Better still - if you can afford it - is a Lefty. A second-hand 140 or 130mm fork of recent vintage can be fitted with 40mm of travel-reducers quite cheaply to stop the tyre contacting the steerer, and you will have the gold standard in 29er steering precision. This is a very popular option in the US now that Project 321 adapters are available to enable Leftys to be fitted to any bike.

Cotic Tony's picture

Cheers guys. I've gone for 160 & 180 Icetech XT rotors as I already have an adaptor & there was only $5 for the bigger disc.
Despite wanting a thru axle I found a great deal on a Fox Float 100 2011 rlc so hope that it won't disappoint. Maybe the 35% off tempted me as I run 15 thru on my other bikes & am a big fan although with only 100mm & decent wheels on this one I thought that it would ok. Will report if not.
Gear wise I'm going to fit my 9 speed then see.
With tyres I worry that the big 2.4s will exacerbate flexibility in the fork so am temped to go for a 2.25 like the Maxxis Ardent, Ralph or Specialized Captain.
All the best. T

Lach's picture

I've got a 36t on the rear as, from the little I understand about gearing ratios, this is about the same as having 34t on a 26er. I'd need a bigger one again if I went to 2 rings up front...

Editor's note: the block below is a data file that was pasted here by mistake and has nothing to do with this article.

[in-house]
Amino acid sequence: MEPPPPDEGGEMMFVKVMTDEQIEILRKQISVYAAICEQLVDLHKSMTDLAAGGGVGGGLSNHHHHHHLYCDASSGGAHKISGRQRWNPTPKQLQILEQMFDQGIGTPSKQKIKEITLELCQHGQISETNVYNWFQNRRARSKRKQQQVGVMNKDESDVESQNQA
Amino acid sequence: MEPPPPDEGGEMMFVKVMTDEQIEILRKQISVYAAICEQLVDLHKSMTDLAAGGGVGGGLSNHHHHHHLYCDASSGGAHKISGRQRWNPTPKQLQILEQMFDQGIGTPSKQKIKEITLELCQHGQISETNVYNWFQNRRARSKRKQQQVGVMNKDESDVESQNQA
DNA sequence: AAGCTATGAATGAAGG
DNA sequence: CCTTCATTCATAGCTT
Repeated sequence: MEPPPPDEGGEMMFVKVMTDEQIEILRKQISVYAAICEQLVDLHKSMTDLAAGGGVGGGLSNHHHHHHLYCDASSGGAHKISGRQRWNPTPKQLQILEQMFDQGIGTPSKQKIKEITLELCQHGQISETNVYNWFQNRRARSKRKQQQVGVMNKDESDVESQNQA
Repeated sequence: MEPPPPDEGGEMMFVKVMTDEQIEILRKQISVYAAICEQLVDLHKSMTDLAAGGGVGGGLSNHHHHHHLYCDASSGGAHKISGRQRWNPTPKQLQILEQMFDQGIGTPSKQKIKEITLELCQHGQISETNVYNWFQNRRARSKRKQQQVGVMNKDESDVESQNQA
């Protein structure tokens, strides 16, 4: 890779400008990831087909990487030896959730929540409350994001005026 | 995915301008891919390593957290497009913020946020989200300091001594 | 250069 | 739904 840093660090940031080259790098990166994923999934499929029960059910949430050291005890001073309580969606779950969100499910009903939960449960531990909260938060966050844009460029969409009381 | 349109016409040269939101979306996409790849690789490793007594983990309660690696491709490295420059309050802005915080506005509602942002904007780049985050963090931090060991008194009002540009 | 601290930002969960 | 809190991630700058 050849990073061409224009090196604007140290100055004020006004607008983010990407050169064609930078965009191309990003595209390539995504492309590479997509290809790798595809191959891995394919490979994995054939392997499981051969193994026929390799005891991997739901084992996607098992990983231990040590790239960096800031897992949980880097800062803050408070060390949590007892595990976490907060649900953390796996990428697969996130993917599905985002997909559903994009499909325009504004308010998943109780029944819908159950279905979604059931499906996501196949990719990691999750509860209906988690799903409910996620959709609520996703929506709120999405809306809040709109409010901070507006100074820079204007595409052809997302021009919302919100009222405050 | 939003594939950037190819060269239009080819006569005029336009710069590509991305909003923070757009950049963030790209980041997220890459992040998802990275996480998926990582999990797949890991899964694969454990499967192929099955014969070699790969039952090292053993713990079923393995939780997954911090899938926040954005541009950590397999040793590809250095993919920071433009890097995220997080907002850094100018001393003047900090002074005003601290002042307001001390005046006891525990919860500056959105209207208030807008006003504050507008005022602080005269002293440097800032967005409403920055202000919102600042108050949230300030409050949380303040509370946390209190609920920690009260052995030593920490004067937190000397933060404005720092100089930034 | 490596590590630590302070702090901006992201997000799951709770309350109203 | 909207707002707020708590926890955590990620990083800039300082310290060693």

Slowpup's picture

I feel the 2.4's isolate the fork from a lot of the features that exacerbate flex in the fork. They fit fine in the F29RLC100, but you'd need to check frame clearance at the rear....

The fatter tyres tend to float over rather than dig in for instance on sand.

I don't really notice any difference in grip or competence between the 2.4 on the rear of the HT and 2.25 on the rear of the rigid. Theoretically I should run the 2.25 on the HT and 2.4 on the rigid but....

Sounds like you're all set Tony. Don't forget to post pics.

Oldernslower's picture

Had 2 29rs. Depending what spider you have on will determine what gears you can use without modifying the spider. A 29r is approximately 11% higher geared than a 26r with the same gears.